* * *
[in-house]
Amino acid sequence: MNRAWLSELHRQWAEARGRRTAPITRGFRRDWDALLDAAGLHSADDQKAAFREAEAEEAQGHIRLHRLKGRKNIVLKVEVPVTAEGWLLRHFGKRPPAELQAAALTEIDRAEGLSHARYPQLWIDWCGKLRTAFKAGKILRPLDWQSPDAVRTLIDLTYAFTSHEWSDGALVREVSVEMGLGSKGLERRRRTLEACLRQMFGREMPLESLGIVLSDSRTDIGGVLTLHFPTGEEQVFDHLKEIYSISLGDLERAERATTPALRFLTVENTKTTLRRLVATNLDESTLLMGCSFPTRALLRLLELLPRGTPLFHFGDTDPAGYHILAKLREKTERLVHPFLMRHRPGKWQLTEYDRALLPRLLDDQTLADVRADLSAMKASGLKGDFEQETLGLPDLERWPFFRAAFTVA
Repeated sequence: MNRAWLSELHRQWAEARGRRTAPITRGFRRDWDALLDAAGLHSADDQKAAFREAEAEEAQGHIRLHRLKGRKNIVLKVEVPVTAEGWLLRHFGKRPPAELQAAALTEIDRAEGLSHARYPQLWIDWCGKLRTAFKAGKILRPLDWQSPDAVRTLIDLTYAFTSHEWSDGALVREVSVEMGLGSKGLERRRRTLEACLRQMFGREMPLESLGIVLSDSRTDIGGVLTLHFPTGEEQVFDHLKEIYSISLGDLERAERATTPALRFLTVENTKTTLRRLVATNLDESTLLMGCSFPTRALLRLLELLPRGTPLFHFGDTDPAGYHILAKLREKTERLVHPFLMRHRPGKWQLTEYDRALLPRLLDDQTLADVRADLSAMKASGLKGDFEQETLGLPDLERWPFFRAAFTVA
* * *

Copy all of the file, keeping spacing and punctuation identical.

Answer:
[in-house]
Amino acid sequence: MNRAWLSELHRQWAEARGRRTAPITRGFRRDWDALLDAAGLHSADDQKAAFREAEAEEAQGHIRLHRLKGRKNIVLKVEVPVTAEGWLLRHFGKRPPAELQAAALTEIDRAEGLSHARYPQLWIDWCGKLRTAFKAGKILRPLDWQSPDAVRTLIDLTYAFTSHEWSDGALVREVSVEMGLGSKGLERRRRTLEACLRQMFGREMPLESLGIVLSDSRTDIGGVLTLHFPTGEEQVFDHLKEIYSISLGDLERAERATTPALRFLTVENTKTTLRRLVATNLDESTLLMGCSFPTRALLRLLELLPRGTPLFHFGDTDPAGYHILAKLREKTERLVHPFLMRHRPGKWQLTEYDRALLPRLLDDQTLADVRADLSAMKASGLKGDFEQETLGLPDLERWPFFRAAFTVA
Repeated sequence: MNRAWLSELHRQWAEARGRRTAPITRGFRRDWDALLDAAGLHSADDQKAAFREAEAEEAQGHIRLHRLKGRKNIVLKVEVPVTAEGWLLRHFGKRPPAELQAAALTEIDRAEGLSHARYPQLWIDWCGKLRTAFKAGKILRPLDWQSPDAVRTLIDLTYAFTSHEWSDGALVREVSVEMGLGSKGLERRRRTLEACLRQMFGREMPLESLGIVLSDSRTDIGGVLTLHFPTGEEQVFDHLKEIYSISLGDLERAERATTPALRFLTVENTKTTLRRLVATNLDESTLLMGCSFPTRALLRLLELLPRGTPLFHFGDTDPAGYHILAKLREKTERLVHPFLMRHRPGKWQLTEYDRALLPRLLDDQTLADVRADLSAMKASGLKGDFEQETLGLPDLERWPFFRAAFTVA